Originally posted by Phugedaboudet
But, in the etherial ivy-tower world, such distinctions are meaningless. Everything is black and white. Black, if it comes from a nation or political party you disagree with, and White if it comes from "your side".


The Geneva conventions are there for a reason. Do you think the gross injustices committed by the Japanese in WW2 against American soliders need to be repeated?

Just admit it, your government is breaking the Geneva convention. It matters not that they did not declare war. The absence of a declaration of war is specifically noted as to still bind the conflicting countries to their requirements under the Geneva Convention.

3rd Geneva Convention

And just for your future information, I actually have read all four Geneva conventions a few years back. Your insinuations are as wrong as your belligerence to basic human rights.

[edit on 8/6/05 by subz]



posted on Jun, 8 2005 @ 09:19 PM
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Originally posted by periwinkle blue
Is it my imagination, or is Jimmy Carter virtually incapable of uttering any statements favorable to the United States? I cannot recall a foreign policy issue on which he has chosen to add commentary , with which he agreed.


When you rebuke a problem you don't call it a beautiful mistake, do you? You do not trumpet praise while favoring such policies while cascading rose petals at the leader and country for it do you? I think Jimmy Carter's work in a positive manner speaks wonders, person to person. When you are talking about correcting a bad policy, one that flaunts departation from over 200 years of human rights values, you obviously become critical and even demand a cease and desist order.

Well I demand Bush cease and desist such things, everywhere and anywhere that the United States, and the individual States operate in such a contradictory manner. The reason is clear enough that it invites similar abuse into the future of Americans, even were it the only reason. But there is more, it is about the right thing to do, and to apologize deeply for such transgressions. That is the high road and the moral path.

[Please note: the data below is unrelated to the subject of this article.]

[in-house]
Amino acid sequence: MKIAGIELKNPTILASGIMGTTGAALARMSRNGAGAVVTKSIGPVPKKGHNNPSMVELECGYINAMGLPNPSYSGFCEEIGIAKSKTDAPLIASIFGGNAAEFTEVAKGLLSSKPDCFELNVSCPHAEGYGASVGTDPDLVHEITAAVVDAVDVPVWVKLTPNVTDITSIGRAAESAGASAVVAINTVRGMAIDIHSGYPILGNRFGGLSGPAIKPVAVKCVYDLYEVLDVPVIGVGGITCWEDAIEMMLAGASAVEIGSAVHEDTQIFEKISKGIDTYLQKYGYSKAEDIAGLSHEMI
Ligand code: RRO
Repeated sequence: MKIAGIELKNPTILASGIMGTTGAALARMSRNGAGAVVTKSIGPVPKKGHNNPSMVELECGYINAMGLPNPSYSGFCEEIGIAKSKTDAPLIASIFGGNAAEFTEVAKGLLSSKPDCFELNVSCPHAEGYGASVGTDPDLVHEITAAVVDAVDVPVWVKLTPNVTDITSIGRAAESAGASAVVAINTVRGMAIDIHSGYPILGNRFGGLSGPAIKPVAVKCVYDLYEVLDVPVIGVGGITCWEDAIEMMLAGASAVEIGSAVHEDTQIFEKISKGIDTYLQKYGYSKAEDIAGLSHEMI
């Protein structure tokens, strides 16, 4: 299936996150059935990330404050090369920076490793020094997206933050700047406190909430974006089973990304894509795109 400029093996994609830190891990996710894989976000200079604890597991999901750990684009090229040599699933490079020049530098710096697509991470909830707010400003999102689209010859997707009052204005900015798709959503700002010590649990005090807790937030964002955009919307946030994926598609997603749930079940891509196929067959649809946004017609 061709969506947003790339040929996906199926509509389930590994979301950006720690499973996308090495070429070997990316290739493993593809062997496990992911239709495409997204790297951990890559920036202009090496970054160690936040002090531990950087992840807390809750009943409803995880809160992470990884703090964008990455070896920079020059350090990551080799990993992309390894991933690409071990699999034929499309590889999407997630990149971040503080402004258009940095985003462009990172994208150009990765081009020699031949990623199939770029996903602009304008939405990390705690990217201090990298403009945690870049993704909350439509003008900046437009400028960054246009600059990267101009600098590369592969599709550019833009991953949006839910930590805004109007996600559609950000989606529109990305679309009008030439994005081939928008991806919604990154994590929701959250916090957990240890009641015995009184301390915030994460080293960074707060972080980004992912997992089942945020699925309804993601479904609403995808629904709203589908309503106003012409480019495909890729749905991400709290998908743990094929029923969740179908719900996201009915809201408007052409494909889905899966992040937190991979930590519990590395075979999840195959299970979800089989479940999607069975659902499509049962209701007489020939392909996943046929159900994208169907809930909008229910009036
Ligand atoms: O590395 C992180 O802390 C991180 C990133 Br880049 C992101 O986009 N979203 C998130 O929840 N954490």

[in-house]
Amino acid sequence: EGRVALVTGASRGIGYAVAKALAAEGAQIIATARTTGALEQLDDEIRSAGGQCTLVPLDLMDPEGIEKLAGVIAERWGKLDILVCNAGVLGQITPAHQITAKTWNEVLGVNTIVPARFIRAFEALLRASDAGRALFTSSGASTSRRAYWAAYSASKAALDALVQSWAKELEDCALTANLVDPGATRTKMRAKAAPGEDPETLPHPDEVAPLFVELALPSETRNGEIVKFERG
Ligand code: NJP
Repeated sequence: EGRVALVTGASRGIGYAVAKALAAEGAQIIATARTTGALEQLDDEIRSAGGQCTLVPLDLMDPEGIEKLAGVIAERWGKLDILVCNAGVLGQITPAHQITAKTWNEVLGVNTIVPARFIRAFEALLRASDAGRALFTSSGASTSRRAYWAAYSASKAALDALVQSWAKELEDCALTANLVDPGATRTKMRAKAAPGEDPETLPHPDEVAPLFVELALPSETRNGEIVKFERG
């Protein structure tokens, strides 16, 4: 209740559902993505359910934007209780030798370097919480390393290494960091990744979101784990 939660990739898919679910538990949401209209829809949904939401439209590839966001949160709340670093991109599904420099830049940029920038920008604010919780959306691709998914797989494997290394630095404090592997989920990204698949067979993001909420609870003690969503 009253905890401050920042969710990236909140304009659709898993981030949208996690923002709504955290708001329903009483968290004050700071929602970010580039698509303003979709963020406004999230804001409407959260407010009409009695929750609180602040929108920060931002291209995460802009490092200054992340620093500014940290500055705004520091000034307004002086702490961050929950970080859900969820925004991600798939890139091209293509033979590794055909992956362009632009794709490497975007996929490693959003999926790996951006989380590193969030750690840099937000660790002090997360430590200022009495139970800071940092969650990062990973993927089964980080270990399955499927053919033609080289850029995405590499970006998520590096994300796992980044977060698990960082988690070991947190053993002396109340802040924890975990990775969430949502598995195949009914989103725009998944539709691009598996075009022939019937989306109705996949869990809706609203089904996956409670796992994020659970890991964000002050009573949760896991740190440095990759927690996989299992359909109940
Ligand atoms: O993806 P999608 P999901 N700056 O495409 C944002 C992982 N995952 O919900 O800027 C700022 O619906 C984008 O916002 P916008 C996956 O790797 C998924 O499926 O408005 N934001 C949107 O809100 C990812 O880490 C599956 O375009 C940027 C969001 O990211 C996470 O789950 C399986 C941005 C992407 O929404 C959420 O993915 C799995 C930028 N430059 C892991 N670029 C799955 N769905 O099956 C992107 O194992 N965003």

We are looking at torture, no matter how many Orwellian excuses this current government makes. Such things deserve the ash heap of history, plain and simple.

[edit on 8-6-2005 by SkipShipman]



posted on Jun, 9 2005 @ 05:43 AM
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Just to add to your post a little Skipshipman if I may.

Jimmy Carter actually helped President Clinton negotiate an end to North Korea gaining nuclear weapons back in 1994. He single handedly obtained the groundwork for the Agreed Framework.

Was President Carter not acting on behalf of the United States when he prevented North Korea from gaining nuclear weapons back in 1994? His criticisms are not baseless and I for one commend him on it.

A true patriot does not believe everything their government says and does. Thats a zealot, not a patriot.



posted on Jun, 9 2005 @ 09:49 AM
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Thank you subz and skipshipman for shedding the light of truth on the disinformation posted by the far-right-leaning-zealot "the-USA-can-do-wrong" contributors to this thread! How they and their idols can condone the atrocities committed in the name of the USA is impossibile to comprehend. Good writing! Keep it coming.